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A Portrait of Pasadena Artist Myron Kaufman 
Pasadena Star-News, November 30, 2010

A portrait of Pasadena artist Myron Kaufman 

By Beige Luciano-Adams Staff Writer 
Posted: 11/29/2010 03:45:19 PM PST

PASADENA - In his work, Pasadena-based painter Myron Kaufman, 83, tends toward big themes - birth, sex, mortality, social ills, religion, politics. But it's his mischievous humor - his eye for the absurd details of human foible - that hook you. 

His best inspirations are those that make him mad - like Dick Cheney, in his mind a natural parallel with Daddy Warbucks, who got him thinking deeply about Little Orphan Annie. 

Often, there is a textual seed: the George Bernard Shaw play that led to his fascination with the extraordinary life of "poor old" Joan of Arc, or R. Crumb's seminal graphic novel, "Genesis," which inspired a 10-painting series on Old Testament characters. 

His figures, typically wrought in loud colors from imagination or live models, are evocative, leveraged with humor and empathy. 

"Here's a guy making love to a rubber model," he said, indicating a smallish acrylic-on-paper at his home studio. "I have a real tag on her leg here, it says: `Family Value, Inc. Cool wash. Hang dry."' 

Pointing to one work, he explains, "This painting here really shows the competitive nature between men: Here's this small soul, who is looking at this girl, he really likes her, and this big guy has got her. And so he's kind of depressed." 

He stops at another and says, "I have no idea what this one means, to tell you the truth." 

But the Brooklyn-born Kaufman is always thinking, sifting through layers of meaning and unearthing new purpose - a practice helped by the discipline and organization he learned during a lifelong career as an electrical engineer. 

"I think a lot about art and (ask), `what does it take to be an artist?"' he said. "I don't like to call myself an artist, I call myself a painter - because that's what I do. I don't know what an artist is yet, but it's something more profound than being a painter." 

His supporters, including artist Quinton Bemiller, whom Kaufman identifies as a mentor, would disagree. 

"My impression of him is that he's really always been an artist in addition to other things, but in the last five years that's really intensified for him," Bemiller said. 

Kaufman is, in fact, only a few years into his artistic career; until recently, art had been a lifelong, weekend hobby he'd kept mostly to himself. 

Now, Pasadena's Offramp Gallery represents him and he has a literary agent; he wants his children's books to be made into movies. 

"He had such a natural, wonderful sense of color and composition," Offramp's Jane Chafin recalled of her first encounter with his work. "His sense of narrative was so strong; each picture told a story, you didn't have to know what it was, you could feel it was there and you wanted to ask questions."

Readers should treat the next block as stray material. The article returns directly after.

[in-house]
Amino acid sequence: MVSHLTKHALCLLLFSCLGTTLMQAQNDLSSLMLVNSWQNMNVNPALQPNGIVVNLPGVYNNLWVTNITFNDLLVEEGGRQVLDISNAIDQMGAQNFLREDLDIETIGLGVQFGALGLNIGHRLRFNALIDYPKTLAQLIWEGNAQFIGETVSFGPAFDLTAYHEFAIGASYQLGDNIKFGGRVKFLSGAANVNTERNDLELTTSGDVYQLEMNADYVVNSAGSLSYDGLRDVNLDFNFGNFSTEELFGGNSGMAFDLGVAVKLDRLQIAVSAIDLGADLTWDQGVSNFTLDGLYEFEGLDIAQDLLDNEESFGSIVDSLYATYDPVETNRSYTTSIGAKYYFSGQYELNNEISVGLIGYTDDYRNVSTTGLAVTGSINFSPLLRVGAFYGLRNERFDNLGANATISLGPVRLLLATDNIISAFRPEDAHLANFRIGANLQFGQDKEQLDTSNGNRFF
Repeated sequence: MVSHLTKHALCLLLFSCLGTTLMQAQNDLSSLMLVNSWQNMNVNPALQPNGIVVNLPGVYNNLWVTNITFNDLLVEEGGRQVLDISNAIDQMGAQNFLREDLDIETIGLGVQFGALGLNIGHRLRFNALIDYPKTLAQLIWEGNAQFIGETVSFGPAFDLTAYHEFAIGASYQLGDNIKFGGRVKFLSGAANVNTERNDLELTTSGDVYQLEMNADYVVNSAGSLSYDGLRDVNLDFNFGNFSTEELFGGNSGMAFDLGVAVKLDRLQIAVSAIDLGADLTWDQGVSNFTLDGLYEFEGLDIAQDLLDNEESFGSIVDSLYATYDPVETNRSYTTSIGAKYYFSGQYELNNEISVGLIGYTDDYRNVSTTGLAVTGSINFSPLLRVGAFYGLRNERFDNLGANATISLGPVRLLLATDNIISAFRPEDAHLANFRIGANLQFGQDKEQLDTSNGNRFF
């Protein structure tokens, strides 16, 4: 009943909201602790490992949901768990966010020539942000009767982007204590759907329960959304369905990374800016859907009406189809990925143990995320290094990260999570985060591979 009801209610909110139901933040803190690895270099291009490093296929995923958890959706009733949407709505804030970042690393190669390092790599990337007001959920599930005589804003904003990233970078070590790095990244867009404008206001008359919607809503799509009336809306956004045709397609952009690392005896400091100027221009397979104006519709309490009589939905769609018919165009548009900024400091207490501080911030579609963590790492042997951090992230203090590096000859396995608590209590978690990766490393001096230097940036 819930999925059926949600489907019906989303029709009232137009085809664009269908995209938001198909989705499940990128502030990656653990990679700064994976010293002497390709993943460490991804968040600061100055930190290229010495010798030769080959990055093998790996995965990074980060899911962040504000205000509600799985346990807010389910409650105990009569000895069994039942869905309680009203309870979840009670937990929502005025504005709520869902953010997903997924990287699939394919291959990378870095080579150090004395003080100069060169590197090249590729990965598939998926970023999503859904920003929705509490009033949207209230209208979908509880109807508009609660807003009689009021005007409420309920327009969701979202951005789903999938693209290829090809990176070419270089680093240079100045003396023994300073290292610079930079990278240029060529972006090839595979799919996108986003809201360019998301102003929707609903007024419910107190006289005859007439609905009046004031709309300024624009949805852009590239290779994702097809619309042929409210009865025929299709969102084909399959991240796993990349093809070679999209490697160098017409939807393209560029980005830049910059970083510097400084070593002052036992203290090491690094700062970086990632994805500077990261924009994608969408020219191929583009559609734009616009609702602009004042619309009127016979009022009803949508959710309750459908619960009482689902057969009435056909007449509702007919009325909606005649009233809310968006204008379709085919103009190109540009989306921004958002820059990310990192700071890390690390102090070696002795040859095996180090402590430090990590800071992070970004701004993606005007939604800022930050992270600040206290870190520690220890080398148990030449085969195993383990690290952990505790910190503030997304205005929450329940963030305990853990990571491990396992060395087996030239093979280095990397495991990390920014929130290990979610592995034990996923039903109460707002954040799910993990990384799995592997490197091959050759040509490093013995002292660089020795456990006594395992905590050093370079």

Chafin calls Kaufman "very collectible" and points to his "unique perspective," but admits the unrefined, "childlike" quality that attracted her has inspired both hot and cold reception. 

"Really though," said Chafin, "I don't know anyone else who is painting geriatric orgies, paintings about Dick Cheney and bible stories." 

Not surprisingly, Kaufman came to his current revival by way of a traumatic rupture: After his wife died four years ago, he sold his house in Connecticut and moved to Pasadena to be near his son. 

The effects of this trauma are evident in his work, as both shadow and illumination. Meanwhile, you get the sense that in all moments, Kaufman is thinking about his wife; he is thinking about his own mortality. 

"That's a sign of my depression a little bit," he said about a painting of three garbled faces with the words "unwanted: dead or alive" scrawled above. 

"This one's called `Going, Going, Gone,"' he said of another. "Fading out. That's kind of, I guess, a self-image of me." 

You feel like you're fading out? I ask. "I am," he says plainly. 

In a handful of pictures, Kaufman's wife appears smiling and beautiful, dark hair and lips casting their warmth about his sparsely furnished home. 

While the benefits of a long life are evident in his work to anyone who looks - that impossibly keen mix of sharp humor executed with rounded wisdom - Kaufman pulls toward the past. 

"Don't get old if you can help it," he counseled, adding: "Well, you have to get old, there's no alternative." 

As for his art career, Kaufman can't hide his raw excitement and ambition - the kind so often associated with youth. 

"I wanna do it," he said. "I'd do it no matter whether I showed or not. The truth is I've done it all these years. But I like showing my stuff; I get very nervous - but I like the idea and I'd like my stuff to become very successful. I'd like my books to be made into movies. It's a pipe dream, but anyway, that's what I would like to happen." 

Myron Kaufman, 83, looks over his paintings on the mantle of his Pasadena home, Nov., 18, 2010. Kaufman moved to Pasadena a few years ago, after his wife died as a retired engineer, he took up painting and reinvented himself as a fine artist. (SGVN/Staff Photo by Eric Reed/SXCITY)